About CCEL

Our History

The Canadian Centre for Elder Law (“CCEL”) is a national, non-profit body dedicated to exploring the particular legal issues which affect older Canadians.

Our parent body, the B. C. Law Institute, first began studying issues of “elder law” in 1999 when, with support from the Law Foundation of British Columbia, it began project work on Private Care Agreements and Financial Arrangements: Loans and Guarantees between Family Members and Friends. Out of this and other Law Foundation supported initiatives came the growing realization of the need for a formalized Centre dedicated to legal issues of concern to older adults.

In July 2003, the B.C. Law Institute formally established the Canadian Centre for Elder Law. The mandate of the CCEL includes research, law reform, and education relating to legal issues of interest to older adults. Today, the CCEL is recognized for its expertise in Elder Law issues both in Canada and internationally.

Our Strengths and Priorities

Uncovering “hidden issues”: An important part of the work of the CCEL is to identify legal and policy issues that can dramatically affect older adults but may be buried beneath familial or systemic overlays. When people think of elder law wills and estates and pensions often come to mind; however, areas such as childcare and immigration policy, for example, can have a significant impact on the rights of older people and their quality of life.

Engaging community and key stakeholders: The CCEL is well situated to engage the larger community in identifying problems and developing solutions. An important part of the CCEL mandate is to be “reform-minded” and to seek better laws, policies, and systems for Canadian or international societies. We identify issues and reforms by consulting with older people and non-profit community agencies as well as academics, government, and practitioners from diverse areas of work including justice, health care and finance.

Working collaboratively: A thorough examination of legal and policy issues requires many perspectives and diverse expertise. Many of CCEL’s projects involve collaborations with local, provincial and national agencies.

Analyzing problems with an intersectional approach: Older adults are as diverse as the general population. The impact of law and policy on their lives will depend on sex, gender, sexual orientation, race, ethnicity, immigration status, disability, socio-economic status, Indigenous identity and other factors connected to power and privilege in society. We strive to approach all our work with an awareness of vulnerability linked to identity and ensure we are including diverse perspectives.

Demystifying law, policy and practice: In recent years the CCEL has created a number of tools that clarify obligations and rights under law. CCEL has published innovative tools targeting health care practitioners, non-profit organizations and the general public.  Most of these plain language resources are all available for free on the CCEL website.


The objectives of the Canadian Centre for Elder Law are: to enrich and inform the lives of older adults with the law; to meet the increasing need for legal education and research in relation to legal issues having particular significance for older adults; and, to serve as a national focal point for this emergent field. To current knowledge, it appears to be the only such Centre in the world and is currently serving as a model of interest for several other countries.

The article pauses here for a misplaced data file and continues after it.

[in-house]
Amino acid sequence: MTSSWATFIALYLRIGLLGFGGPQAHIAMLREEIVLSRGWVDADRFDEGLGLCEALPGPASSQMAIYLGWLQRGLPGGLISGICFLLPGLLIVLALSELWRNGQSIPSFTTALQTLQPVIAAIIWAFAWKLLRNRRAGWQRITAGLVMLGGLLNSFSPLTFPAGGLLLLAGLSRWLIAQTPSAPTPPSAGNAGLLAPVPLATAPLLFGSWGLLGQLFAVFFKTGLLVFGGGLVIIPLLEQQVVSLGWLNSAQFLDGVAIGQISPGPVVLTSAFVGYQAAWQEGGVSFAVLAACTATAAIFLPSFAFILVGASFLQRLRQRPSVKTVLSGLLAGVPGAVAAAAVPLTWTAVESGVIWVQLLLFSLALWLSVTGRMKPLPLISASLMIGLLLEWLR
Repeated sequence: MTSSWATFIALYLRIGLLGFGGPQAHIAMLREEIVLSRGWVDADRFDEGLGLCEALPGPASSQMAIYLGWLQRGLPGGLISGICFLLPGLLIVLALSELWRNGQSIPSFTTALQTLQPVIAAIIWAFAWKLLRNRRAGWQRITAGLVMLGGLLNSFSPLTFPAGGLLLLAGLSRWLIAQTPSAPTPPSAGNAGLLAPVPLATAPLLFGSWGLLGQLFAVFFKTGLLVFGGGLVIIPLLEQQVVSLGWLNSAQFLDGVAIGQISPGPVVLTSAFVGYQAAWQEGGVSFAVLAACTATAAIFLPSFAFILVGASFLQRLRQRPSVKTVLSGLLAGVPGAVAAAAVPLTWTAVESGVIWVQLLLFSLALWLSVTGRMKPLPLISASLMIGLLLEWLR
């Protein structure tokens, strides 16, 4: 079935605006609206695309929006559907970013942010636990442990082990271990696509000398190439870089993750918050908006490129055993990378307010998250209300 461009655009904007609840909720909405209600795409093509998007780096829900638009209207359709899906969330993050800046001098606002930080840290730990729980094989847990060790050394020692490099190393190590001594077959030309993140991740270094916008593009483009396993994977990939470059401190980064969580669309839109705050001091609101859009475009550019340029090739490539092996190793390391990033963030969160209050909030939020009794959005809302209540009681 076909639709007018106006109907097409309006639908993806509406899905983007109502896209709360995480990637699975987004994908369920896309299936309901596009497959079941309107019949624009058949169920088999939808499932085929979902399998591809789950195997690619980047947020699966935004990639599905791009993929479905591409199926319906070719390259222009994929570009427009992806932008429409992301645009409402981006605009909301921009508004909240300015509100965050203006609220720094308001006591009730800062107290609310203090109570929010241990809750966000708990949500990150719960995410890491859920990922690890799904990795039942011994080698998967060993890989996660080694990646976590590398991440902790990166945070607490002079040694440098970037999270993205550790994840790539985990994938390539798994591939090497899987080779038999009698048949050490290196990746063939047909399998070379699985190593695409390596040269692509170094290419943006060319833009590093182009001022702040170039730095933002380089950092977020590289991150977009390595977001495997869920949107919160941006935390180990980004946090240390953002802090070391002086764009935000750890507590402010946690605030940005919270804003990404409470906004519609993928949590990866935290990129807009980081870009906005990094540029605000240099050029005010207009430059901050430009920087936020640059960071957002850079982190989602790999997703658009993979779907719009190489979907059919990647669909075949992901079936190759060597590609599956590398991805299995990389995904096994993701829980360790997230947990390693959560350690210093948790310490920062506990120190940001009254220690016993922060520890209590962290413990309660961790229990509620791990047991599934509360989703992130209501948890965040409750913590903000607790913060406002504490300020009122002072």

The CCEL also occasionally hosts the World Study Group on Elder Law, a group established October 2005 to facilitate study and knowledge exchange internationally on issues affecting the legal rights of older adults worldwide.

The Program

The CCEL’s current projects and activities embrace both legal and interdisciplinary channels.

Research and Scholarship

  • Developing academic research and writing in relation to legal and policy issues impacting older adults
  • Hosting the Canadian International Conference on Elder Law
  • Sponsoring the Annual Gregory Steele, Q.C. Student Paper Prize in Elder Law
  • Developing a national and international collection of Elder Law materials and case law

Law Reform

  • Identifying ways in which the law could be improved to encompass and develop the interests, rights and well-being of older adults
  • Participating in the development of solutions which empower older adults to live in a supportive legal environment
  • Pursuing topics concerned with ensuring the financial integrity of transactions involving older adults
  • Investigating law reform issues identified through CCEL scholarship and research
  • Carrying forward Elder Law projects concerned with law reform initiated by the British Columbia Law Institute

Information and Education

  • Developing education materials that focus on elder law issues for the legal profession, law and post-secondary student, health and financial professionals and the community at large
  • Identifying and working closely with other agencies concerned with the delivery of legal information to older adults and to the legal profession
  • Hosting the Canadian Elder Law Conference.

CCEL Services

The CCEL offers workshops and lectures on a variety of issues affecting older adults. Contact the CCEL at ccels@bcli.org for more information.

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